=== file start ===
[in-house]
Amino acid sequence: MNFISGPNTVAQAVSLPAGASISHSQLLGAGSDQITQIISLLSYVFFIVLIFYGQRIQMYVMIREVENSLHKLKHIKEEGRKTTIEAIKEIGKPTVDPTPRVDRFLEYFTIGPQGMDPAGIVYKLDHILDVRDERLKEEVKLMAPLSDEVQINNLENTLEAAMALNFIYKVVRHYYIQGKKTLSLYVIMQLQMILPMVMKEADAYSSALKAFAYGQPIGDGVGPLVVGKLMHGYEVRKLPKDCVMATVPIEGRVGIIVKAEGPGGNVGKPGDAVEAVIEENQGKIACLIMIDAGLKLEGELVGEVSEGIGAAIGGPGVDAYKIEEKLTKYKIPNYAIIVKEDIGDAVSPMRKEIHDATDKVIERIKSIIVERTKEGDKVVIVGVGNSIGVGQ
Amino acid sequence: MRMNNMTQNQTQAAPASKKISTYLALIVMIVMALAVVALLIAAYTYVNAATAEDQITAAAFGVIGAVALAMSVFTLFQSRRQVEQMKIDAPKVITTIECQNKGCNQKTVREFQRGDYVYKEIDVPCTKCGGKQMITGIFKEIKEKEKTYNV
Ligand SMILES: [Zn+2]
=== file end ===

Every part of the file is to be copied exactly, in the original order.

[in-house]
Amino acid sequence: MNFISGPNTVAQAVSLPAGASISHSQLLGAGSDQITQIISLLSYVFFIVLIFYGQRIQMYVMIREVENSLHKLKHIKEEGRKTTIEAIKEIGKPTVDPTPRVDRFLEYFTIGPQGMDPAGIVYKLDHILDVRDERLKEEVKLMAPLSDEVQINNLENTLEAAMALNFIYKVVRHYYIQGKKTLSLYVIMQLQMILPMVMKEADAYSSALKAFAYGQPIGDGVGPLVVGKLMHGYEVRKLPKDCVMATVPIEGRVGIIVKAEGPGGNVGKPGDAVEAVIEENQGKIACLIMIDAGLKLEGELVGEVSEGIGAAIGGPGVDAYKIEEKLTKYKIPNYAIIVKEDIGDAVSPMRKEIHDATDKVIERIKSIIVERTKEGDKVVIVGVGNSIGVGQ
Amino acid sequence: MRMNNMTQNQTQAAPASKKISTYLALIVMIVMALAVVALLIAAYTYVNAATAEDQITAAAFGVIGAVALAMSVFTLFQSRRQVEQMKIDAPKVITTIECQNKGCNQKTVREFQRGDYVYKEIDVPCTKCGGKQMITGIFKEIKEKEKTYNV
Ligand SMILES: [Zn+2]